Russell Wilson Spends an Insane Amount on Fitness and Recovery

Since being drafted in 2012, Seahawks quarterback Russell Wilson has never missed a start. He wants to keep it that way and willing to go to financial extremes to achieve that. Wilson revealed during an appearance on The Bill Simmons Podcast last month that he spends an average of $1 million a year on his body. “I probably spend $1 million if not more, a year, just on recovery,” Wilson said.

“I have a whole performance team. I got a whole group,” he continued. “I got a full-time trainer that travels with me everywhere. … I have a full time [physical therapist]. … I have a full-time mobile person that’s working on me, making sure that I’m moving the right way and everything else. I have a full-time massage person, two chefs. We have a whole performance team. I’ve got two hyperbaric chambers. I’ve got a little bit of everything. I get in the hyperbaric four times a week, three times a week. I get treatment every day.”

So why does he do it?

“Because I’m trying to play until I’m 45, at least. So for me, my mentality is that I’m going to leave it all on the field and do everything I can to take care of myself. And that’s such a critical thing because if I feel good, I’m going to play good and I think that’s why I’ve been able to be out in the field every time.” Also eye-popping is that Wilson never misses a workout, almost never. In the interview, Wilson revealed that he works out almost 365 days a year. “I do 365. The only time I don’t — I probably do 363,” Wilson said. “The reality is Christmas — depending on the circumstances, but usually I do because we usually have a game around then — and Thanksgiving. I’m in between 363 and 365 amount of work that we do every day, something around the work I do. I’m trying to play until I’m 45, at least. For me, my mentality is that I’m going to leave it all on the field and do everything I can to take care of myself.”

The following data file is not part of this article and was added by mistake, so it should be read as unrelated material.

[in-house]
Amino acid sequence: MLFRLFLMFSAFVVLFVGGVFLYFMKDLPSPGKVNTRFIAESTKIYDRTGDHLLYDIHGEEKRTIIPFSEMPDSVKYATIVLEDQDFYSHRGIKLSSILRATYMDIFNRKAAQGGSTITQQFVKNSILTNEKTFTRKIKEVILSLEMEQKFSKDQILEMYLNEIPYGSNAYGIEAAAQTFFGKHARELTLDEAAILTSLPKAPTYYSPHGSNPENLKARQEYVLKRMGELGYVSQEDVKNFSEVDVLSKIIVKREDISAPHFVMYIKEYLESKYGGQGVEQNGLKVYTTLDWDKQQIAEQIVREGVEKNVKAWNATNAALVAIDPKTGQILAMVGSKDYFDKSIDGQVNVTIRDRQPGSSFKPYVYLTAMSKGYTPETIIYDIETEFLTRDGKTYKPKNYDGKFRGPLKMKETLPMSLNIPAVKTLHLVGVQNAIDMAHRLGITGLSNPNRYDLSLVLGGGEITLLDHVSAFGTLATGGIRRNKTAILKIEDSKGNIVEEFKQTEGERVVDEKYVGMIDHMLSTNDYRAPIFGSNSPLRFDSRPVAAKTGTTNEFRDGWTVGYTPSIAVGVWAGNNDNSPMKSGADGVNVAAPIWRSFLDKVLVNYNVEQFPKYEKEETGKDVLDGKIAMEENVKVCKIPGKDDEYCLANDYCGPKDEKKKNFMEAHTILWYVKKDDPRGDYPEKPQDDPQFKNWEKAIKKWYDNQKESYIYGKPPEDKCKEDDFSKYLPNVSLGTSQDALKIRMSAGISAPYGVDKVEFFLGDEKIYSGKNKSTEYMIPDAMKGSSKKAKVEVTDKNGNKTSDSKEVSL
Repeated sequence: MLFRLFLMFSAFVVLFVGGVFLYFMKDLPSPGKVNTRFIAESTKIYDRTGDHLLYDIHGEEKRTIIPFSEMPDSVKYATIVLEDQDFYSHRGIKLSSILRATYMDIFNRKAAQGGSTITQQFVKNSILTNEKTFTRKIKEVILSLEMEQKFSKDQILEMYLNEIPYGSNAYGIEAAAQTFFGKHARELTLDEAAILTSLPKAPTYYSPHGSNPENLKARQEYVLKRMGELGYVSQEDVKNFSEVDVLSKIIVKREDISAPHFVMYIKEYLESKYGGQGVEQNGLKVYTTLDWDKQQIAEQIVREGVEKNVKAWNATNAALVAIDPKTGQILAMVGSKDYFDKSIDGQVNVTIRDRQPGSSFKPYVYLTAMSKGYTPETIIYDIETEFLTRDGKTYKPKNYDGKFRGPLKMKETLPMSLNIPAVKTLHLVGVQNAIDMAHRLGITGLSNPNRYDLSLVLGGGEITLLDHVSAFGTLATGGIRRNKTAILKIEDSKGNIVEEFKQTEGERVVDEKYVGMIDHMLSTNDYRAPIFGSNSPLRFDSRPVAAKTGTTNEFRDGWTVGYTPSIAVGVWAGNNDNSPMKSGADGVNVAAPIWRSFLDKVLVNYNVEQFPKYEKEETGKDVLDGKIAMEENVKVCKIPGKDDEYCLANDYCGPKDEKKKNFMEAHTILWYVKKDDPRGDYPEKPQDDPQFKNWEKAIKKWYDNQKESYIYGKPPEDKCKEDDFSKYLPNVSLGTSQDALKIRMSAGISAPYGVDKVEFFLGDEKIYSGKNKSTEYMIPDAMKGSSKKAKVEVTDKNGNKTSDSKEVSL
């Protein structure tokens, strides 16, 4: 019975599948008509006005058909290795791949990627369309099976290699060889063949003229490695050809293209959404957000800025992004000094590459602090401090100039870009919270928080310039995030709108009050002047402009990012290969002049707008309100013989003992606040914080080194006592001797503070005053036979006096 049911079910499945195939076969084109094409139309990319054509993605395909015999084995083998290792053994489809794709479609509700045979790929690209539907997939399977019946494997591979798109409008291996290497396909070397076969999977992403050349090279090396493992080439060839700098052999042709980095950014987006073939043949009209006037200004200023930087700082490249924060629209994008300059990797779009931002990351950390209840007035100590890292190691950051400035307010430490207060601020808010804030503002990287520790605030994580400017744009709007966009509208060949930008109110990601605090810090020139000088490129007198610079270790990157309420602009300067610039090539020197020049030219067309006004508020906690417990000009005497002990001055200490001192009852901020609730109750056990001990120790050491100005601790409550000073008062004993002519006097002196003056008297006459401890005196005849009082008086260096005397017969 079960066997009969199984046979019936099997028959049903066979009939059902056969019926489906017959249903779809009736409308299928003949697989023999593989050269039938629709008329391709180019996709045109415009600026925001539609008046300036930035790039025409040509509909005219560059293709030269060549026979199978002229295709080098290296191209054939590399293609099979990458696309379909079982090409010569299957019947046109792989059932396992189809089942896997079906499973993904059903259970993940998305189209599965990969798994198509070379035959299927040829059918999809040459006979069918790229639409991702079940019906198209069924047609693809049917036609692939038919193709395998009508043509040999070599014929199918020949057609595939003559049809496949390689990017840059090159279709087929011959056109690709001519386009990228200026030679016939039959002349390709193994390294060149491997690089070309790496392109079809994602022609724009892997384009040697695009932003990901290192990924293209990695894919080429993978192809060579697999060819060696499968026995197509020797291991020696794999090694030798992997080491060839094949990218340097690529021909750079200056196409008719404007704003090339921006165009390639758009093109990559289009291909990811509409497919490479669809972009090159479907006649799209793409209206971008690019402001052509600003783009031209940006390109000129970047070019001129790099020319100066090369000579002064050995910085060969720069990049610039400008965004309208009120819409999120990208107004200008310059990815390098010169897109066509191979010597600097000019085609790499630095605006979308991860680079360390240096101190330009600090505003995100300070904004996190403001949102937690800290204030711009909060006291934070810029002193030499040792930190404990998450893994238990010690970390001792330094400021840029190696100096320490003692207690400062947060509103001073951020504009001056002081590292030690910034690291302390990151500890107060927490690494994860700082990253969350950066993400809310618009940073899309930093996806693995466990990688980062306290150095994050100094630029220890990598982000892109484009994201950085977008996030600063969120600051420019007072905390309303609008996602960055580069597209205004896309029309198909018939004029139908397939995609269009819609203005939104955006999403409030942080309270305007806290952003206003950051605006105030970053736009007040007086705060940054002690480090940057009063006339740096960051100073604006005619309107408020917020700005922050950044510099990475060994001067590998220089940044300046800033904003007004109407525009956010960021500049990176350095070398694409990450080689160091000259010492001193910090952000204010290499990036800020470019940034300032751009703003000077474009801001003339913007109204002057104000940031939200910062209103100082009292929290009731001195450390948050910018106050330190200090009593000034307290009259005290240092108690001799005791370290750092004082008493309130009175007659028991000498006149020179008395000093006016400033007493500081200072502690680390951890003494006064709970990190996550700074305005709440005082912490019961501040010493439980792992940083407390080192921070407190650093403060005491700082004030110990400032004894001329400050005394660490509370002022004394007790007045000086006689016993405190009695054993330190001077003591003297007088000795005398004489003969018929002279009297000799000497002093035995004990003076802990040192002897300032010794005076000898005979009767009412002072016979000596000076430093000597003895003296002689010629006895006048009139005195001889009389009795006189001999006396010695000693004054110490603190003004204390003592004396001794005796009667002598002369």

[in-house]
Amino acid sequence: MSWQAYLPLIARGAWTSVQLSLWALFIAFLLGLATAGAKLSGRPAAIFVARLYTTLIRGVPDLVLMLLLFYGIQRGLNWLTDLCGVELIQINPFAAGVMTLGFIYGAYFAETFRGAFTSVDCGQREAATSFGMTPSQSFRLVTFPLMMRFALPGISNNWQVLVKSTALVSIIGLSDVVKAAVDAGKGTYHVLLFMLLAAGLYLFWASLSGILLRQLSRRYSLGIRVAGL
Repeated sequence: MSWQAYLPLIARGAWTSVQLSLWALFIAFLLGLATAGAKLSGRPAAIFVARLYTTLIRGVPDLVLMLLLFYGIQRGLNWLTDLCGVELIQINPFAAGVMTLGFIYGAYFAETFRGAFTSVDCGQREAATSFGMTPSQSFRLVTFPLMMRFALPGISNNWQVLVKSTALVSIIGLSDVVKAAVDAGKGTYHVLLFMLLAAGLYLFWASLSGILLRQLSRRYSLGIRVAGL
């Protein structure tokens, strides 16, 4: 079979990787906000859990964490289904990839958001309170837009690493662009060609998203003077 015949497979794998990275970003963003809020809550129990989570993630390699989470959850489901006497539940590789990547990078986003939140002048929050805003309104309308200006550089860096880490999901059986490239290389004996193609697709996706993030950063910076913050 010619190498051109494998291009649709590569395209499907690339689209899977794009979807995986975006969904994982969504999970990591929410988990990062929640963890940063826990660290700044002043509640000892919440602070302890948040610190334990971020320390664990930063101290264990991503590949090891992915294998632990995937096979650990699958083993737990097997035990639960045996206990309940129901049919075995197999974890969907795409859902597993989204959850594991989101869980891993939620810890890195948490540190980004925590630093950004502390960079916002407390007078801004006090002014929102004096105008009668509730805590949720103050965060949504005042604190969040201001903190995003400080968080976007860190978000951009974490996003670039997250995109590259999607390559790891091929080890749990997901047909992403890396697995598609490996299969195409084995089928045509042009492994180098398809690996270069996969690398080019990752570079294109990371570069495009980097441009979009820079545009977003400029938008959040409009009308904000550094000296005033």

The current record of consecutive starts is held by Brett Favre, who started in 297 consecutive games. For Wilson to break that record, he’ll have to play at least halfway through the 2030 season when he’ll be 42 years old. Of course, if anyone can do it, it seems like Wilson would probably be the best bet.